Jump to content
Poetry Magnum Opus

Search the Community

Showing results for tags 'greek poetry'.

  • Search By Tags

    Type tags separated by commas.
  • Search By Author

Content Type


  • Tinker's Blog
  • PMO Members' Promotional Blog
  • General Discussion Blog


  • Members' Poetry
    • Showcase
    • Showcase (overflow)
    • Workshop
    • Playground
    • Longer Works
    • Promotions
    • Archive
  • Reference Section
    • Tools
    • Explore the Craft of Writing Poetry
    • Misc. Reference Material
  • Special Interest
    • World Poetry
    • PMO Audio
  • Prose
    • The Prose Forum
  • Reading
    • A Poem I Read Today
    • Favorite Poets
  • General
    • General Discussion
    • Literary Discussion
    • Articles
  • Art
    • Art - General Discussion
    • Photography, Drawing, and Painting
  • Welcome
    • Site Welcome, Philosophy, and Rules
  • PMO Community Matters ***MEMBERS ONLY***'s Feature Requests
  • PMO Community Matters ***MEMBERS ONLY***'s Special Requests
  • PMO Community Matters ***MEMBERS ONLY***'s How-to
  • PMO Community Matters ***MEMBERS ONLY***'s Visions for the Site
  • Mostly-Free Exchange of Ideas Club's Topics

Find results in...

Find results that contain...

Date Created

  • Start


Last Updated

  • Start


Filter by number of...

Found 2 results

  1. Tinker

    Classical Hendecameter

    Explore the Craft of Writing Greek Poetry The Classical Hendecameter is one of the 4 classic meters of Aeolic verse from the 8th-6th centuries BC Greek Dark Ages. It was used generously many centuries later by the Engish poet Alfred Lord Tennyson. It is an 11 syllable line written with a trochee followed by a dactyl and 3 trochees in that order. The first and last trochees can be spondees. In Greek, quantitative verse Ls-Lss-Ls-Ls-Ls L= long sound or syllable s= short sound or syllable or LL-Lss-Ls-Ls-LL In English accentual syllabic verse applies Su-Suu-Su-Su-Su S= stressed syllable u= unstressed syllable or SS-Suu-Su-Su-SS Milton Part II Hendecasyllabics -- Alfred Lord Tennyson 1891 O you chorus of indolent reviewers, Irresponsible, indolent reviewers, Look, I come to the test, a tiny poem All composed in a meter of Catullus, All in quantity, careful of my motion, Like the skater on ice that hardly bears him, Lest I fall unawares before the people, Waking laughter in indolent reviewers. Should I flounder awhile without a tumble Thro' this metrification of Catullus, They should speak to me not without a welcome, All that chorus of indolent reviewers. Hard, hard, hard it is, only not to tumble, So fantastical is the dainty meter. Wherefore slight me not wholly, nor believe me Too presumptuous, indolent reviewers. O blatant Magazines, regard me rather - Since I blush to be laud myself a moment - As some rare little rose, a piece of inmost Horticultural art, or half-coquette-like Maiden, not to be greeted unbendingly. For Once, Then Something by Robert Frost Others taunt me with having knelt at well-curbs Always wrong to the light, so never seeing Deeper down in the well than where the water Gives me back in a shining surface picture Me myself in the summer heaven godlike Looking out of a wreath of fern and cloud puffs. Once, when trying with chin against a well-curb, I discerned, as I thought, beyond the picture, Through the picture, a something white, uncertain, Something more of the depths—and then I lost it. Water came to rebuke the too clear water. One drop fell from a fern, and lo, a ripple Shook whatever it was lay there at bottom, Blurred it, blotted it out. What was that whiteness? Truth? A pebble of quartz? For once, then, something.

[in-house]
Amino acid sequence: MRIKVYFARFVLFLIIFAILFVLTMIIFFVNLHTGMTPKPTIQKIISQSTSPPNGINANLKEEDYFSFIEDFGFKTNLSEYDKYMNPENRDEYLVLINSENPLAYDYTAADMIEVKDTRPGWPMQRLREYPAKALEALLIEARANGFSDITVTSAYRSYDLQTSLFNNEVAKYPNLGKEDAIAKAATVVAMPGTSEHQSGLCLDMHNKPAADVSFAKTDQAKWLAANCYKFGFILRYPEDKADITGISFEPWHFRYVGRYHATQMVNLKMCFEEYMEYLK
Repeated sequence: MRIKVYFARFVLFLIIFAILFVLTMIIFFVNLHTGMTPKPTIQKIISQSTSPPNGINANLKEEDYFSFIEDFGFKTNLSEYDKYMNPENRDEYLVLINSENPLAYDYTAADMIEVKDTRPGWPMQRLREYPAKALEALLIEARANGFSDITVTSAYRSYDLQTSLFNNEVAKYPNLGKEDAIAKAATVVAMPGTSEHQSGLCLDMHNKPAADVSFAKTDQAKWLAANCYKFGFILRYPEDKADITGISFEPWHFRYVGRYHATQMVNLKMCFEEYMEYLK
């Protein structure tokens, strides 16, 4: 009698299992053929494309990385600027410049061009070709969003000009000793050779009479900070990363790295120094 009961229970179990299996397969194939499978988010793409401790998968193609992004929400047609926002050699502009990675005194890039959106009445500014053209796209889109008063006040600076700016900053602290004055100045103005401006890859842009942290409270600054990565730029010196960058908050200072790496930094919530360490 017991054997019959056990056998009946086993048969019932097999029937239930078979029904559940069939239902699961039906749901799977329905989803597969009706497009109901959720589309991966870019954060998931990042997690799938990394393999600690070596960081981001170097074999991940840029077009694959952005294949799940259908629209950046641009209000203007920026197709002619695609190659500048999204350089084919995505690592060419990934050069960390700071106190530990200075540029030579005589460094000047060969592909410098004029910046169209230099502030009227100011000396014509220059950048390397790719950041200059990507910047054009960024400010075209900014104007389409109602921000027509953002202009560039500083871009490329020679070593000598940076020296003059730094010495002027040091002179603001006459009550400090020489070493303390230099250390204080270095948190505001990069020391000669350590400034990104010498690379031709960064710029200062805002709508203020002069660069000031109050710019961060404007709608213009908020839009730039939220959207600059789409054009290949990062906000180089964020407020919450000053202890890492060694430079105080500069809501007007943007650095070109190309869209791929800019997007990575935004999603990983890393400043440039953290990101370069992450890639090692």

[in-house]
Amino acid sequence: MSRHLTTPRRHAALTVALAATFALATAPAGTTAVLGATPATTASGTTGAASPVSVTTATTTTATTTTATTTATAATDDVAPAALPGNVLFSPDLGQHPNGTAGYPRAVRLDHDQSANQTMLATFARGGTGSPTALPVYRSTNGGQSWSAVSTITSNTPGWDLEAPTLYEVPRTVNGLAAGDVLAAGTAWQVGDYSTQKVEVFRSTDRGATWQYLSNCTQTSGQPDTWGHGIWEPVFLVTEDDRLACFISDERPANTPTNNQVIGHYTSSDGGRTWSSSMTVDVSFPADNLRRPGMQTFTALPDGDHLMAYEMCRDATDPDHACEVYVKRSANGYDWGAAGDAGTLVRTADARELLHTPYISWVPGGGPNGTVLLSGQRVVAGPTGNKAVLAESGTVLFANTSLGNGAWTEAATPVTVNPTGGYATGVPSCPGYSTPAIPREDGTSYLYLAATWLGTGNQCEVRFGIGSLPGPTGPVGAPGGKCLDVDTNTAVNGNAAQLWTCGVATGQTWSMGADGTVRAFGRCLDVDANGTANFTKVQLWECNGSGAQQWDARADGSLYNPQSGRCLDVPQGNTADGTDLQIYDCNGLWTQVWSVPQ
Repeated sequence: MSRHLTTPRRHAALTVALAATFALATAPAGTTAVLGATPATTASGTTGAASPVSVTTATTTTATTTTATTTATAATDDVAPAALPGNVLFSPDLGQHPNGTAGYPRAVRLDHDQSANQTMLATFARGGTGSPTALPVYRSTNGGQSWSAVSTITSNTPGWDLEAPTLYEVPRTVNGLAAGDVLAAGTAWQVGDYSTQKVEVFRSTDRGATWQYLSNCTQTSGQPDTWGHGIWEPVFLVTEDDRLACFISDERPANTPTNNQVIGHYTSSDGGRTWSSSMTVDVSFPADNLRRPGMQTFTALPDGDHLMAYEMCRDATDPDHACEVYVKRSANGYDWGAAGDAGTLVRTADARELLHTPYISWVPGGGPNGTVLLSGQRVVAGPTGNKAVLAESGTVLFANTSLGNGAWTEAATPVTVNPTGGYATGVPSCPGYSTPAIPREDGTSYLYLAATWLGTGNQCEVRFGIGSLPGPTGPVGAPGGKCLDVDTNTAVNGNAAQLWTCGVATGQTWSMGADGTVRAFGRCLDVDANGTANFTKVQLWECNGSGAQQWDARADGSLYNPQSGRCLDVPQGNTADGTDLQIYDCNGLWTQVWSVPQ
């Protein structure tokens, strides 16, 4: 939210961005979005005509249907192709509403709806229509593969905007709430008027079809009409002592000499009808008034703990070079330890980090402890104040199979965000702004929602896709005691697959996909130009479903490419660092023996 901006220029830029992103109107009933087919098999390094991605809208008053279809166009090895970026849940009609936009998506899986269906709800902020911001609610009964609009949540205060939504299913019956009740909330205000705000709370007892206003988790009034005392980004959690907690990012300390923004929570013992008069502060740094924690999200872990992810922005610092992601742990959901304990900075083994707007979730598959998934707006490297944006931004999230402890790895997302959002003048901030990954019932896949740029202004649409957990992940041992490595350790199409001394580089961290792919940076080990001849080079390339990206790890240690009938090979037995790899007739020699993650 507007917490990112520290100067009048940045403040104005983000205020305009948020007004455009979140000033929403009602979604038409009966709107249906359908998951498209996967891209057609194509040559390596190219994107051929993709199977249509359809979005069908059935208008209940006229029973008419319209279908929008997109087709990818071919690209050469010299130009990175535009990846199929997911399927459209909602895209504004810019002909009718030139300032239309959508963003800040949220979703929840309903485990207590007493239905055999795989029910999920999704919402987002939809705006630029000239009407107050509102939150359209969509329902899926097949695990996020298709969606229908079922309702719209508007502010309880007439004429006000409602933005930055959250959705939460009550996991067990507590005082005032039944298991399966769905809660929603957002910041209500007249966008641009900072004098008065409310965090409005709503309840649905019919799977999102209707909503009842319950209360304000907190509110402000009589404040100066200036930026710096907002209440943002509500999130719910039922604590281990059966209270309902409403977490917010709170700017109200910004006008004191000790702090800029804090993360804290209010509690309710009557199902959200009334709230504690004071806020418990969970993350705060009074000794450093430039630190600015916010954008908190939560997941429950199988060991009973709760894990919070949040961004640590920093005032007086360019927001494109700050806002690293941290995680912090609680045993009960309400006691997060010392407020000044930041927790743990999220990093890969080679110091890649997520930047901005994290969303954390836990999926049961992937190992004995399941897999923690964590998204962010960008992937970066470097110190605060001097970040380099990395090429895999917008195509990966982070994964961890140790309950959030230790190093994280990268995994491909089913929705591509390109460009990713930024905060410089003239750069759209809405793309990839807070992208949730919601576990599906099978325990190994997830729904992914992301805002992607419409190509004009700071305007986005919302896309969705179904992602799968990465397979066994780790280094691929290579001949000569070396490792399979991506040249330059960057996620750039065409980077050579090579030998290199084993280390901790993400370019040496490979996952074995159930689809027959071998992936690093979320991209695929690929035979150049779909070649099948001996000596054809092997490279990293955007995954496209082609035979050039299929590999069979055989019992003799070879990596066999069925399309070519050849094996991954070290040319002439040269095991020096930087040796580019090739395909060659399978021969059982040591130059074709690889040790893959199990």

2. Tinker

    Greek Verse, the beginning